Udacity Frontend Nanodegree Style Guide


This style guide acts as the official guide to follow in your projects. Udacity evaluators will use this guide to grade your projects. There are many opinions on the "ideal" style in the world of Front-End Web Development. Therefore, in order to reduce the confusion on what style students should follow during the course of their projects, we urge all students to refer to this style guide for their projects.

General Formatting Rules


Use only lowercase.

All code has to be lowercase. This applies to HTML element names, attributes, attribute values (unless text/CDATA).

<A HREF="/">Home</A>
<a href="/">Home</a>

Trailing Whitespace

Remove trailing white spaces.

Trailing white spaces are unnecessary and can complicate diffs.


If using Sublime Text, this can be done automatically each time you save a file by adding the following to your User Settings JSON file (you should be able to find this within Sublime Text's menu):

"trim_trailing_white_space_on_save": true


Indentation should be consistent throughout the entire file. Whether you choose to use tabs or spaces, or 2-spaces vs. 4-spaces - just be consistent!

General Meta Rules


Use UTF-8 (no BOM).

Make sure your editor uses UTF-8 as character encoding, without a byte order mark. Specify the encoding in HTML templates and documents with <meta charset="utf-8">.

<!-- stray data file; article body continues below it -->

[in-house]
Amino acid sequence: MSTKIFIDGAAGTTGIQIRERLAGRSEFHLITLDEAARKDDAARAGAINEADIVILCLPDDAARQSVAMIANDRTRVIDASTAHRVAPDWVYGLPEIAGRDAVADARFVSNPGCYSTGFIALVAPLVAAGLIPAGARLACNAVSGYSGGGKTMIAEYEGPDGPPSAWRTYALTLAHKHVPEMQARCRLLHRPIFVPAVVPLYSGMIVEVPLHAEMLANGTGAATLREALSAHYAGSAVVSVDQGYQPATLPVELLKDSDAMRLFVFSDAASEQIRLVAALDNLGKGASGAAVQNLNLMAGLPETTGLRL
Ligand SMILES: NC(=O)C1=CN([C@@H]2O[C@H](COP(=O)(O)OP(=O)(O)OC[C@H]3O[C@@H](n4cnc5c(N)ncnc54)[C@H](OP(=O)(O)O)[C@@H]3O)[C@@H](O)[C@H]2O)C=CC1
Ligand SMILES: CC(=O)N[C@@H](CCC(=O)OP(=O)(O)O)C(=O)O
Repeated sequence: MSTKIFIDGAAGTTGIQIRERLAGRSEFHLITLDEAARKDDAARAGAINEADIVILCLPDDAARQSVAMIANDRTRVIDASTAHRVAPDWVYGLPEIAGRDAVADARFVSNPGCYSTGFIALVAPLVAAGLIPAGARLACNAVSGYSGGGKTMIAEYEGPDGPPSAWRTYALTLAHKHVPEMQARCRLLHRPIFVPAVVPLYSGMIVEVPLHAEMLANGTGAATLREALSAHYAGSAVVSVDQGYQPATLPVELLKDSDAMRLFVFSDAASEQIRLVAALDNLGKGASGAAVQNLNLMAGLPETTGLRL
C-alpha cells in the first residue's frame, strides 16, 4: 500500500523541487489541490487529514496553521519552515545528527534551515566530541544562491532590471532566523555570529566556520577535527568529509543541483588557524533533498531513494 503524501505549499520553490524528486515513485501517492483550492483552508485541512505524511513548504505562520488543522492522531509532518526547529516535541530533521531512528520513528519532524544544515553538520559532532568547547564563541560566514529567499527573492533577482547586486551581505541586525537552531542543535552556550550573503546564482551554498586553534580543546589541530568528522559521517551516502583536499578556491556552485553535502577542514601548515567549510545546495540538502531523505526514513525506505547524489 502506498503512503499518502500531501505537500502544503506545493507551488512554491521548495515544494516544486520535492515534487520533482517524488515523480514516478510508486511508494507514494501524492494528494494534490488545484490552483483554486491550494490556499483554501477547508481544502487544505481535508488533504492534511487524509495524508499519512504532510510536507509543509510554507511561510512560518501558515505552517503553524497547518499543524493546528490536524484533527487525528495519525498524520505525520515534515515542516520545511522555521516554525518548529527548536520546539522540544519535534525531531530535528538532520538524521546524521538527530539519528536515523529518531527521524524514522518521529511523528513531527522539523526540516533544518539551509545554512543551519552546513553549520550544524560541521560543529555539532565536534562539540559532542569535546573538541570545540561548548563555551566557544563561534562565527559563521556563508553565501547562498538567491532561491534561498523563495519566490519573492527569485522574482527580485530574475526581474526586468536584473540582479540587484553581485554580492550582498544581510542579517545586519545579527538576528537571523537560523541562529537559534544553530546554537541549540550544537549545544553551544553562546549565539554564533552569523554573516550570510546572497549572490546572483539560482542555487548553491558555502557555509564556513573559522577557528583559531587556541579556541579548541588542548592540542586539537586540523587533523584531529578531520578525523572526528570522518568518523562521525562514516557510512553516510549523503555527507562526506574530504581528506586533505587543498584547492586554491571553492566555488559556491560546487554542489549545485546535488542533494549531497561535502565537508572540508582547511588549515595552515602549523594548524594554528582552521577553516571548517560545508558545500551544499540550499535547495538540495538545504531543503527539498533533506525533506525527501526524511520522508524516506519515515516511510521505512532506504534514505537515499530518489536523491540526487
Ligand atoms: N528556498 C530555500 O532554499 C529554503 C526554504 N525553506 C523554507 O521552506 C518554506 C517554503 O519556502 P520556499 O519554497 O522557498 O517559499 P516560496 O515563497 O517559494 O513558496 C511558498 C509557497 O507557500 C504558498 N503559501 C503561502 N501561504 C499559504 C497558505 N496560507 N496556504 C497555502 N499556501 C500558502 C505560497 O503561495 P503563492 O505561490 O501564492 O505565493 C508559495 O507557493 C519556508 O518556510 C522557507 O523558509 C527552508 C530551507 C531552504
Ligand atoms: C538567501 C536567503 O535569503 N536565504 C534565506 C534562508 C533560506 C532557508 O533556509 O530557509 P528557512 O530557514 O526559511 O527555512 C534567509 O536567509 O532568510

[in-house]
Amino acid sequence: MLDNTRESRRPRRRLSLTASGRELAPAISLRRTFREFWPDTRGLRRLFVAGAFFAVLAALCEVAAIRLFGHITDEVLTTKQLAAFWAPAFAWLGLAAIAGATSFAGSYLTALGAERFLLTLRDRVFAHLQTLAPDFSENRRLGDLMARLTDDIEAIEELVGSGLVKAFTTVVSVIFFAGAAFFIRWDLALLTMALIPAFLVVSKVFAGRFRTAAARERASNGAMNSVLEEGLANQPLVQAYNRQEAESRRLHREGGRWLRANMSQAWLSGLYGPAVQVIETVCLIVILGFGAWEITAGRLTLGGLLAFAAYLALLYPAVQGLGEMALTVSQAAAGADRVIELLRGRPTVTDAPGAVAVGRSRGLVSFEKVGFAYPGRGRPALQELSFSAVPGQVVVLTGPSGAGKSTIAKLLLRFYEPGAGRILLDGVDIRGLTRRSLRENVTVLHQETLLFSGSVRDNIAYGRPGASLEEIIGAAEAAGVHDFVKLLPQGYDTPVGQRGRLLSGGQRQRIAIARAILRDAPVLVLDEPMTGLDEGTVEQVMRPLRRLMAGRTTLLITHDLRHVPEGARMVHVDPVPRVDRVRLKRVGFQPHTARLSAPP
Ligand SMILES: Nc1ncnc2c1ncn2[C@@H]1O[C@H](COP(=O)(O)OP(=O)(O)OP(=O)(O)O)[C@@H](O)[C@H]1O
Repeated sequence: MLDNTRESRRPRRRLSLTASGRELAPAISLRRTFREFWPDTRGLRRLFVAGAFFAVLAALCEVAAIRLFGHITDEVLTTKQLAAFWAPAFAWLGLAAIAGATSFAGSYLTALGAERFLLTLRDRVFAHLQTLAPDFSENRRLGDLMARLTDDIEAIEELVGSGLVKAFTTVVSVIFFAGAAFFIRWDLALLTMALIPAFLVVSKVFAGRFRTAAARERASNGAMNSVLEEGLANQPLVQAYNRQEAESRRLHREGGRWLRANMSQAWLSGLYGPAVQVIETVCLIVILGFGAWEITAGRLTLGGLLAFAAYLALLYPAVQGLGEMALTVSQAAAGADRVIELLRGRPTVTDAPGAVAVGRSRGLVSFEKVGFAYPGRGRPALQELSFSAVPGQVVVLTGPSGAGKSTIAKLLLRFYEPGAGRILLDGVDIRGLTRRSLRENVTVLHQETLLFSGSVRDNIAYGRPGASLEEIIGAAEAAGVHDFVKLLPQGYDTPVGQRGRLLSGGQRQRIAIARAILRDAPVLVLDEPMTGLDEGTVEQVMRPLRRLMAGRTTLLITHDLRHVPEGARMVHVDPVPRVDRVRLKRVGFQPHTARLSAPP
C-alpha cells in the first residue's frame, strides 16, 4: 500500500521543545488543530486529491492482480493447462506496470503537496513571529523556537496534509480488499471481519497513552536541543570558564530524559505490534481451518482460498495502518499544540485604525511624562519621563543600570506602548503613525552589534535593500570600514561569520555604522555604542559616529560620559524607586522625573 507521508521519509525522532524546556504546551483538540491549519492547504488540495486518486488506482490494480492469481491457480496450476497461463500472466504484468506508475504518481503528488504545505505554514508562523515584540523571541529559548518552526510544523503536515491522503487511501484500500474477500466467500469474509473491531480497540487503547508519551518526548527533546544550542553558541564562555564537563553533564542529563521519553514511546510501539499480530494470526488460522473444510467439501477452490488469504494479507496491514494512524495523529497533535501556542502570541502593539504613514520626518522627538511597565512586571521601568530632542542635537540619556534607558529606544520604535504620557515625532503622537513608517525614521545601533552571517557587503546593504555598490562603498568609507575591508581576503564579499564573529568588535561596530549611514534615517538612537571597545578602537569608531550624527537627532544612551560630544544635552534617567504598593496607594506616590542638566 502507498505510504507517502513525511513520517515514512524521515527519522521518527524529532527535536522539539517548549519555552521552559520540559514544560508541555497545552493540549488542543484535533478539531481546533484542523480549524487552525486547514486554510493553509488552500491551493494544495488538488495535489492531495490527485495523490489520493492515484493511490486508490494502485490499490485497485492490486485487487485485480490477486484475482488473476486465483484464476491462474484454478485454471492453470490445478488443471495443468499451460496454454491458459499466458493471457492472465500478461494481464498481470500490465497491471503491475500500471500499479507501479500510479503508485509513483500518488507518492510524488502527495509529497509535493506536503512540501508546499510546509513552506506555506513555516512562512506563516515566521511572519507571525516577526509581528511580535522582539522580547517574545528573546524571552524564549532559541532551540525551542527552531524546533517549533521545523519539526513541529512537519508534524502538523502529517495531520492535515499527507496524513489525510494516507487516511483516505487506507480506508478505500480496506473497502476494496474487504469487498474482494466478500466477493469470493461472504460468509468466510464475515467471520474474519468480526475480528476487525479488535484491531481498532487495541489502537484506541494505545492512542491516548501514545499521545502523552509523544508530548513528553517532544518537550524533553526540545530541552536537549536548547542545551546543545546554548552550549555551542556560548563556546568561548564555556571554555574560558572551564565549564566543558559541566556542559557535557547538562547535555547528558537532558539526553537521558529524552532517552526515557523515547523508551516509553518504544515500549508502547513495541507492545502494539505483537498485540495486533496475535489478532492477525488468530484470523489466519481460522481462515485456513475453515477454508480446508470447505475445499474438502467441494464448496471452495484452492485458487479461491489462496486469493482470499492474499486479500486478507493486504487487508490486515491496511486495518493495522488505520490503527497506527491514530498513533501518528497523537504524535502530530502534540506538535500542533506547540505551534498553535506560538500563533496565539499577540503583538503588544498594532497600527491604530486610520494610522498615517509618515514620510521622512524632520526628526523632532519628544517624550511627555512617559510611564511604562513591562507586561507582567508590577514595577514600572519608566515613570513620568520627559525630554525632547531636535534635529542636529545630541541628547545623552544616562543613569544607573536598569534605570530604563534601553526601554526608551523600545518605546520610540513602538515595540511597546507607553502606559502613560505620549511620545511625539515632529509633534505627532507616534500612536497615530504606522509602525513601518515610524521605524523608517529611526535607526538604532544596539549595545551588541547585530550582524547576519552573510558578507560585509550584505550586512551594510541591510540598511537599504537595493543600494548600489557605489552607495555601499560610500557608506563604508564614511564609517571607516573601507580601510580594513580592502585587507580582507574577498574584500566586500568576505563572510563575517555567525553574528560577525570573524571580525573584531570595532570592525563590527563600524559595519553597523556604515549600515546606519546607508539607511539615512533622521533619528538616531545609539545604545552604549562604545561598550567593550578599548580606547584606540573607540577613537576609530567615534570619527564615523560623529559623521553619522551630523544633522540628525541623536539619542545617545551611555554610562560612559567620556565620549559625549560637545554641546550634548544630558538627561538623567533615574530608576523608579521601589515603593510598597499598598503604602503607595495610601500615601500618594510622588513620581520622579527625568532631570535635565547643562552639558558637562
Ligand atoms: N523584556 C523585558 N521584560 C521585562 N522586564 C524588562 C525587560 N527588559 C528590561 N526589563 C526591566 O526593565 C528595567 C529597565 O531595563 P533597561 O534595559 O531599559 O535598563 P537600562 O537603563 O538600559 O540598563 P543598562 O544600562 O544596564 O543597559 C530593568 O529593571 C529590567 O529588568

Explain code as needed, where possible.

Use comments to explain code: What does it cover, what purpose does it serve, and why is the respective solution used or preferred?

Action Items

Mark todos and action items with TODO:.

Highlight todos by using the keyword TODO only, not other formats like @@. Append action items after a colon like this: TODO: action item.

<!-- TODO: add other fruits -->

HTML Style Rules

Document Type

Use HTML5.

HTML5 (HTML syntax) is preferred for all HTML documents: <!DOCTYPE html>.

Do not close self-closing elements, ie. write <br>, not <br />.

HTML Validity

Use valid HTML.

Using valid HTML is a measurable baseline quality that ensures proper HTML usage and contributes to learning about technical requirements and constraints.

<title>Page Title</title>
<article>This is an article.
<!DOCTYPE html>
        <meta charset="utf-8">
        <title>Page Title</title>
        <article>This is an article.</article>


Use HTML according to its purpose.

Use elements for what they have been created for. For example, use heading elements for headings, p elements for paragraphs, a elements for anchor, etc. Using HTML according to its purpose is important for accessibility, reuse and code efficiency reasons.

<div onclick="goToRecommendations();">All recommendations</div>
<a href="recommendations/">All recommendations</a>

Multimedia Fallback

Provide alternative contents for multimedia.

For multimedia, such as images, video, or animated objects via canvas, make sure to offer alternative access. For images that means use of meaningful alternative text and for video and audio transcripts and captions, if available.